“Graphic Details: Confessional Comics by Jewish Women” is on display now through Jan. 30, 2011 at the Cartoon Art Museum, 655 Mission St., S.F. A panel discussion with artists, experts and curators will take place at the museum Oct. 21. For information, call (415) 227-8666 or visit www.cartoonart.org.
Edgy and distinctive … and also Jewish
Before Vanessa Davis started making comics for Tablet magazine, she deliberately avoided inserting anything Jewish into her work.
“When you’re young and making art, you want to be edgy and distinctive,” says the 31-year-old Davis, who lives in Santa Rosa. “My whole life I’d been surrounded by Jewish people, in South Florida and New York. Being Jewish is one of the least distinctive parts of my personality.”
Fortunately, when Davis did start incorporating her Jewish identity into her comics, it wasn’t at the cost of being edgy. One of her diary pieces in the “Graphic Details” show depicts Davis and a friend in a sex shop, where they run into a Chassidic man.
“[He] was really obviously eavesdropping on the questions the saleslady was asking us,” Davis wrote in the comic. “I wanted to tell my mom about seeing him there, but I didn’t want to tell her about me being there.”
Davis grew up in West Palm Beach, Fla., and went to Jewish day school until the sixth grade, when she switched to an art school.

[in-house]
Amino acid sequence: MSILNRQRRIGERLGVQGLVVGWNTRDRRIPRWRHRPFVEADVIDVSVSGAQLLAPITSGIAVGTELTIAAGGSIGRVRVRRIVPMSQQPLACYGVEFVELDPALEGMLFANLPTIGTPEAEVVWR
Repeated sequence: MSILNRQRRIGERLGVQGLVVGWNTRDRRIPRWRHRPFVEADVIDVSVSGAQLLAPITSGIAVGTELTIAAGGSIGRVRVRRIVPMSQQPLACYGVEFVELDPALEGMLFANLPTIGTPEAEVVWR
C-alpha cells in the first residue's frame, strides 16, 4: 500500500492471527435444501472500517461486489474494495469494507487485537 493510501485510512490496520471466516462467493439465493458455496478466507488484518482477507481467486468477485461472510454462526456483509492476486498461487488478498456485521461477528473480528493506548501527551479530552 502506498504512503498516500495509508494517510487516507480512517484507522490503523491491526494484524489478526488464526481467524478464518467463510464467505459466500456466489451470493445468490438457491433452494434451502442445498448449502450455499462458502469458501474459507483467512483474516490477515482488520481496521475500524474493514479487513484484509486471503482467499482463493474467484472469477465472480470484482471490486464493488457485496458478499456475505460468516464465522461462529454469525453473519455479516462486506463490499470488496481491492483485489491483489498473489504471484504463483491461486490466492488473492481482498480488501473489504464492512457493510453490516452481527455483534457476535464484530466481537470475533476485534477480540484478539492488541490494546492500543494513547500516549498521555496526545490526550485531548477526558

The idea for her diary comics mainly came out of having kept a journal and sketchbook simultaneously in high school. Davis also was inspired by a professor she had at the Maryland Institute College of Art, who had drawn a small picture as a diary entry every day for several years.
All of Davis’ work is autobiographical, though she recently dabbled in a more journalistic tone with a comic for Tablet about Torah theft.
In addition to appearing in Tablet, Davis’ work has been included in several comic anthologies, including Ariel Schrag’s “Stuck in the Middle: 17 Comics From an Unpleasant Age.” She’s also published two books of her own: 2005’s “Spaniel Rage” and “Make Me a Woman,” which was released at the end of September.
One of the trademarks of Davis’ work is its candidness. She writes — and draws — frankly about miserable dates, sex, shul and fat camp, all in vibrant watercolors.